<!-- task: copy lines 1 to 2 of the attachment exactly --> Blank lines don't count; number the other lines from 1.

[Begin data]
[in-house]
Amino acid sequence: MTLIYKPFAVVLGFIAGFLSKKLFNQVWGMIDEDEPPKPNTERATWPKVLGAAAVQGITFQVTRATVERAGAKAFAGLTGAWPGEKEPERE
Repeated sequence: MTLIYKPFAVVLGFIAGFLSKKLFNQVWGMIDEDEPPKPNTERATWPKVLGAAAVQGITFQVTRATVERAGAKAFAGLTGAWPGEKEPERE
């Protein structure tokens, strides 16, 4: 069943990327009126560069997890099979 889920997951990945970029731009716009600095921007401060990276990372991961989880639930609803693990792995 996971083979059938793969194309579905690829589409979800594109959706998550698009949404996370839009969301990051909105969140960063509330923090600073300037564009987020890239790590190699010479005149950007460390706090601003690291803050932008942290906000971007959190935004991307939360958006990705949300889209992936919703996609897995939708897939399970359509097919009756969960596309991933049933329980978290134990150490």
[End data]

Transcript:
[in-house]
Amino acid sequence: MTLIYKPFAVVLGFIAGFLSKKLFNQVWGMIDEDEPPKPNTERATWPKVLGAAAVQGITFQVTRATVERAGAKAFAGLTGAWPGEKEPERE